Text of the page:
Which proactive maintenance activity has the most significant potential to improve the strength and effectiveness of your physical security systems? If you said Lifecycle Management, you are correct!
Physical security lifecycle management ensures that security measures (from video surveillance to access control systems) are maintained throughout their lifespan and function optimally. This encompasses planning for upgrades, monitoring performance, and addressing potential vulnerabilities in real-time.
All of these tasks are necessary for a successful security program and require a holistic strategy that aligns with your organization’s objectives, physical security policies, and risk management strategies.
Imagine doing all this work manually? It is exhausting, to say the least.
SiteOwl offers a practical framework for assessing and managing physical security lifecycle activities. The framework is divided into five stages: Planning, Designing, Installing, Maintaining, and Auditing.
In this article, we highlight five challenges security leaders face when planning physical security projects and provide actionable tips for overcoming them with SiteOwl’s Lifecycle Management platform.
1. Not having accurate or complete warranty information
One of the challenges to physical security lifecycle management is the need for accurate or complete warranty information. This can make planning for future upgrades or replacing security measures difficult, as it needs to be clarified when the existing systems will no longer be covered in the warranty.
Additionally, many organizations have security policies that require the use of the latest technologies and hardware, but the warranty information can be difficult to locate and verify. Security policies may also specify the use of certain technologies not covered under the organization’s warranty and require purchasing new equipment to support the security policy.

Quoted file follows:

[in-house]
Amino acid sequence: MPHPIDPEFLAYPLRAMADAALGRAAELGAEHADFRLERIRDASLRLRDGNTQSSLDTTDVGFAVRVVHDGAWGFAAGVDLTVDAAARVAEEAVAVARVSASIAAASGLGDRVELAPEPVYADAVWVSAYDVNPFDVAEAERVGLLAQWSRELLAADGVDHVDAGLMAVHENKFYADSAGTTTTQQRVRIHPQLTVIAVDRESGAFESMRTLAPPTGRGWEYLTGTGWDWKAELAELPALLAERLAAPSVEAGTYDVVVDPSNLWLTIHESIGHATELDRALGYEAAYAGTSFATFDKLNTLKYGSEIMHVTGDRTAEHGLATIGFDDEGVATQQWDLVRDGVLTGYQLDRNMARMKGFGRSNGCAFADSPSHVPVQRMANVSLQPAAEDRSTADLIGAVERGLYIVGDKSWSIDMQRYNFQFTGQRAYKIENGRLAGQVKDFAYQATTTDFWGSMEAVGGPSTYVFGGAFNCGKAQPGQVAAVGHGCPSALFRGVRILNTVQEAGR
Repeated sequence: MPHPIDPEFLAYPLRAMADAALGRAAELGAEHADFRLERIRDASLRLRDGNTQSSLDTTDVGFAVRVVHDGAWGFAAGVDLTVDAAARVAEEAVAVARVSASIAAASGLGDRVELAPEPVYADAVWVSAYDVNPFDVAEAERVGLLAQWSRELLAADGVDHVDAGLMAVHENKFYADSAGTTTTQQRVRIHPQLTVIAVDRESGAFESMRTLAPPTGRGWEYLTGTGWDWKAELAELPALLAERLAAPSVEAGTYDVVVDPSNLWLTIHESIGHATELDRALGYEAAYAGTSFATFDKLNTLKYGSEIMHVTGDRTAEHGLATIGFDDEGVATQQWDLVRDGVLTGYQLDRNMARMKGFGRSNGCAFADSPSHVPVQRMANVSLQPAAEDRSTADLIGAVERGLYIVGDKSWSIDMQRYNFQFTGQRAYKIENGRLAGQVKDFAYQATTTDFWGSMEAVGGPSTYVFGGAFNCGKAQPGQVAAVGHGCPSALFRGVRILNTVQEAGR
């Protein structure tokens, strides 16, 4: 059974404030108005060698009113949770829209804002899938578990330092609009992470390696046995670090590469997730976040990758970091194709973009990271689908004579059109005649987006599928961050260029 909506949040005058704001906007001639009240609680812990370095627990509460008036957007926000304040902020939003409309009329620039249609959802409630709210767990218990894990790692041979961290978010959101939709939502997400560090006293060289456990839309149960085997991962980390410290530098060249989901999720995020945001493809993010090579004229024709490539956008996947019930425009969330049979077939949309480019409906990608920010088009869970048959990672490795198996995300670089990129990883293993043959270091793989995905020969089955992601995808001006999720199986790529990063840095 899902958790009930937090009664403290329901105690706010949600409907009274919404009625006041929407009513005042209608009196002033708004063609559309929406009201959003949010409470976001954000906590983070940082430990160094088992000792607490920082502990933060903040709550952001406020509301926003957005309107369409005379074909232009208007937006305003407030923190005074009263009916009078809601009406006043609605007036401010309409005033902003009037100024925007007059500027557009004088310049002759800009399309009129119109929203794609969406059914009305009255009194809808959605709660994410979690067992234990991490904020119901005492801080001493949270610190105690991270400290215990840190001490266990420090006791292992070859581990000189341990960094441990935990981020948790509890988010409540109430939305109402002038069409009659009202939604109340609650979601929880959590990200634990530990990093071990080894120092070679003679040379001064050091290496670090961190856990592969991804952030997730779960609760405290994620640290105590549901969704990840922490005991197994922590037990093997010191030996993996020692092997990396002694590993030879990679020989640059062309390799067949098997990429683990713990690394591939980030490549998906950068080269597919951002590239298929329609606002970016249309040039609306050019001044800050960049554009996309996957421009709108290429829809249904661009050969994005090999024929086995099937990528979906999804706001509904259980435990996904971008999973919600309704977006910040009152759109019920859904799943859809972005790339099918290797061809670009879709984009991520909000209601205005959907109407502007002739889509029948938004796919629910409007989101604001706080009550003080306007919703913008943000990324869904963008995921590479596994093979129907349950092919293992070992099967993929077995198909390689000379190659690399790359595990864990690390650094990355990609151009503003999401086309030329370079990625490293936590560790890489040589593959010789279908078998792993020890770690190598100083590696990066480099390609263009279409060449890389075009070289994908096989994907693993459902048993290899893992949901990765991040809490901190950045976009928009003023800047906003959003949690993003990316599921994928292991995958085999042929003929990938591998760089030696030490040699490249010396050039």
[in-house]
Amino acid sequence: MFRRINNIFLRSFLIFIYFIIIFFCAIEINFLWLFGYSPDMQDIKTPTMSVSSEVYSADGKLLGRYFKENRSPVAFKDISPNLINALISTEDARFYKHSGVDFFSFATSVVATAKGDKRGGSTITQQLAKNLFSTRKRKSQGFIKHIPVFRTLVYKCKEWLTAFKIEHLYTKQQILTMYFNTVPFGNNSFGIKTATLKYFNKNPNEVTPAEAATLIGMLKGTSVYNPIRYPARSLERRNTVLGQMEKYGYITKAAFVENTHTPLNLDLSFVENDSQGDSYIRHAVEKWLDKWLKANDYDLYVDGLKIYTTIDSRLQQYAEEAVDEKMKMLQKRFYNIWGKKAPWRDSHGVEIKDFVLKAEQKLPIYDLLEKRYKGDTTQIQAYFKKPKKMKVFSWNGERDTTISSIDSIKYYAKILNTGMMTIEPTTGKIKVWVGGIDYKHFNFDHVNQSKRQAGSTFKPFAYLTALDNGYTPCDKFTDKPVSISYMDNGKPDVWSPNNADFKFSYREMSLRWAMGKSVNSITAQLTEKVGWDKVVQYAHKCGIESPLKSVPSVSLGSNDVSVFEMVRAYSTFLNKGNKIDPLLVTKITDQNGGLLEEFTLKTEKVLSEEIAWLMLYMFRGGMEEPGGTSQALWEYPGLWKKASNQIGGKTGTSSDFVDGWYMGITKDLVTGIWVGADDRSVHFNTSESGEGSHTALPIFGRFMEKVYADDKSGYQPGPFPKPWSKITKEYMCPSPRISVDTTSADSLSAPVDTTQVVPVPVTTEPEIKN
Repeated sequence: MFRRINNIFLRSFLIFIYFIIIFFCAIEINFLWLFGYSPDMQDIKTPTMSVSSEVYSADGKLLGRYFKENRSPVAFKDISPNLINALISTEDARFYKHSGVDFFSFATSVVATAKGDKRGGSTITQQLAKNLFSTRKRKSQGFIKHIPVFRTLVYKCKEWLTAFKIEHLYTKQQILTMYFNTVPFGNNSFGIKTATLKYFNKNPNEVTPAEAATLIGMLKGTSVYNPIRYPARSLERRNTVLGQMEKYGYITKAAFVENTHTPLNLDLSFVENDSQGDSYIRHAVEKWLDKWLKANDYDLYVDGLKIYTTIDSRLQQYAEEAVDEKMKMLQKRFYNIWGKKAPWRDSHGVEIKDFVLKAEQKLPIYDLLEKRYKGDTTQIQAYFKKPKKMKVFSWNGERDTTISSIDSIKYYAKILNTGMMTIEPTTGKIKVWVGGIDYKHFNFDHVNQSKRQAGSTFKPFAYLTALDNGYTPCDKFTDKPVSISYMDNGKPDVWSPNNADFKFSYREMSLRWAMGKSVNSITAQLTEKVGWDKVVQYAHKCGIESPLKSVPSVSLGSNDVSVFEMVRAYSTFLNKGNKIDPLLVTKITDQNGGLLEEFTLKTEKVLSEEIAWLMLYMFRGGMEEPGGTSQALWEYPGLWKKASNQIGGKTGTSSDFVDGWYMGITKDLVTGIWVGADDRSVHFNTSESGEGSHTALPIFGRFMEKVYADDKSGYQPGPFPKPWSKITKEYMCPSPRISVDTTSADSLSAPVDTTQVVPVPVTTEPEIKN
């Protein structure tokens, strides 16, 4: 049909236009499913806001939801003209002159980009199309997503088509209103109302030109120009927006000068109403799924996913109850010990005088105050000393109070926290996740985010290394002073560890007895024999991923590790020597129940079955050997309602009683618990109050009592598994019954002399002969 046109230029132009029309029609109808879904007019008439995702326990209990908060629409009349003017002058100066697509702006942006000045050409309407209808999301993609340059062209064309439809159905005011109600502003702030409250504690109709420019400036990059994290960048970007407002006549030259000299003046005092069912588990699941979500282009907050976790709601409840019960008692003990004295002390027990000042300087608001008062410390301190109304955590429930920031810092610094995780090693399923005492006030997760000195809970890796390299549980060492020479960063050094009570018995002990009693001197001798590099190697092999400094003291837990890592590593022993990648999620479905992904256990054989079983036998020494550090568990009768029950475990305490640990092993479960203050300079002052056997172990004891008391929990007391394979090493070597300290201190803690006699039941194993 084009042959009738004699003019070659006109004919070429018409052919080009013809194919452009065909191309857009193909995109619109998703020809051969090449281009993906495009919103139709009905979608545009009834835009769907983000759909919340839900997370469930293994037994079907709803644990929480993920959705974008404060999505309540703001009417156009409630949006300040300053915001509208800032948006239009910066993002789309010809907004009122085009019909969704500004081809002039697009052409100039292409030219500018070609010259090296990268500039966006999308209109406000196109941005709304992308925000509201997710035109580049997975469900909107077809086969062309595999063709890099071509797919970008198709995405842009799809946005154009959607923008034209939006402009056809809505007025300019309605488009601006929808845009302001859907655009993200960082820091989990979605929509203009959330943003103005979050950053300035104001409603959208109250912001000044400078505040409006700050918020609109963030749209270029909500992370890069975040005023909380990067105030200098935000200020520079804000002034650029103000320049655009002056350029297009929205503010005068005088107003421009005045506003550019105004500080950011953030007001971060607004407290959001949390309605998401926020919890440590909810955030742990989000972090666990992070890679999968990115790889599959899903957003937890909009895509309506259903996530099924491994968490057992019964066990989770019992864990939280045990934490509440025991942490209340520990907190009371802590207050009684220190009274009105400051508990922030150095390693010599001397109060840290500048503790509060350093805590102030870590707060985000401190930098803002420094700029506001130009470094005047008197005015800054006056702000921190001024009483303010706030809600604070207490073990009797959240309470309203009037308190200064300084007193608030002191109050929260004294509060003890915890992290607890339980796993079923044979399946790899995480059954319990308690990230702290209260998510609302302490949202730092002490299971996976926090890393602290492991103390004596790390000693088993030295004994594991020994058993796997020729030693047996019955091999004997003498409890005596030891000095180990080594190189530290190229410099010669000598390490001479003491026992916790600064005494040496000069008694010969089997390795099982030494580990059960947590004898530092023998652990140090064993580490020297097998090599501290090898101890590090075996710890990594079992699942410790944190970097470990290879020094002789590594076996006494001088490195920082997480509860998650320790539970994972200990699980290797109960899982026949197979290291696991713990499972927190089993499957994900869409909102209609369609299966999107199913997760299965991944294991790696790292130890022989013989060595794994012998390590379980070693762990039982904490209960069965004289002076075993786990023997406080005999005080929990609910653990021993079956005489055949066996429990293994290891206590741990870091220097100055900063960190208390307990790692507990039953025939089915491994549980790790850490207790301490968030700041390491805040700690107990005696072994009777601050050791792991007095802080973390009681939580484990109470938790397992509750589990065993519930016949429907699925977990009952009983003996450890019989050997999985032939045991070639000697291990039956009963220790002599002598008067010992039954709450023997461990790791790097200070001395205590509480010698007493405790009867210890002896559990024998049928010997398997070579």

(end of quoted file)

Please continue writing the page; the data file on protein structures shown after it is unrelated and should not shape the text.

The organization’s security team often develops security policies based on their knowledge of their physical security infrastructure and the threats they are trying to protect. However, if the warranty information is unavailable, it can be challenging to know whether or not the organization’s security team is complying with the security policy. This may undermine your risk management efforts by putting your organization at risk for unauthorized access.
Not having accurate or complete warranty information is a byproduct of many factors, including:
- Inability to review device-level service and warranty information in a seamless manner.
- Using manual processes to collect and compile warranty information from multiple sources.
- Relying on an integrator to track and maintain warranty information.
Track device-specific data with SiteOwl